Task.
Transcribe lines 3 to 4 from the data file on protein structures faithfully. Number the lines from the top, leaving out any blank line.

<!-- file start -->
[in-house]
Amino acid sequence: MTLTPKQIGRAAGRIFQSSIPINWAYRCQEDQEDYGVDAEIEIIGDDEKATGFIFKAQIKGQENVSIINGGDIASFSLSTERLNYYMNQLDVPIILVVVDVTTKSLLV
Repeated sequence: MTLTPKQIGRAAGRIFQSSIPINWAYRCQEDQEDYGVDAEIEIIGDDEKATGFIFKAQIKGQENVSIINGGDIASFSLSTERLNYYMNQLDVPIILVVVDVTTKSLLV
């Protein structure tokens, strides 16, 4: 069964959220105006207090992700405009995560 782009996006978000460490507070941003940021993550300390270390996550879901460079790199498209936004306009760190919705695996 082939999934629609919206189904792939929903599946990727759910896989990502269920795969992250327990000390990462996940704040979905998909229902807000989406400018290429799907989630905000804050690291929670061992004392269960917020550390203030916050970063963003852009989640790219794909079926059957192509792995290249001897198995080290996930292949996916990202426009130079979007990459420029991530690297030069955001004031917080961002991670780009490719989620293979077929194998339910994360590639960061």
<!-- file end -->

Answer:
Repeated sequence: MTLTPKQIGRAAGRIFQSSIPINWAYRCQEDQEDYGVDAEIEIIGDDEKATGFIFKAQIKGQENVSIINGGDIASFSLSTERLNYYMNQLDVPIILVVVDVTTKSLLV
């Protein structure tokens, strides 16, 4: 069964959220105006207090992700405009995560 782009996006978000460490507070941003940021993550300390270390996550879901460079790199498209936004306009760190919705695996 082939999934629609919206189904792939929903599946990727759910896989990502269920795969992250327990000390990462996940704040979905998909229902807000989406400018290429799907989630905000804050690291929670061992004392269960917020550390203030916050970063963003852009989640790219794909079926059957192509792995290249001897198995080290996930292949996916990202426009130079979007990459420029991530690297030069955001004031917080961002991670780009490719989620293979077929194998339910994360590639960061």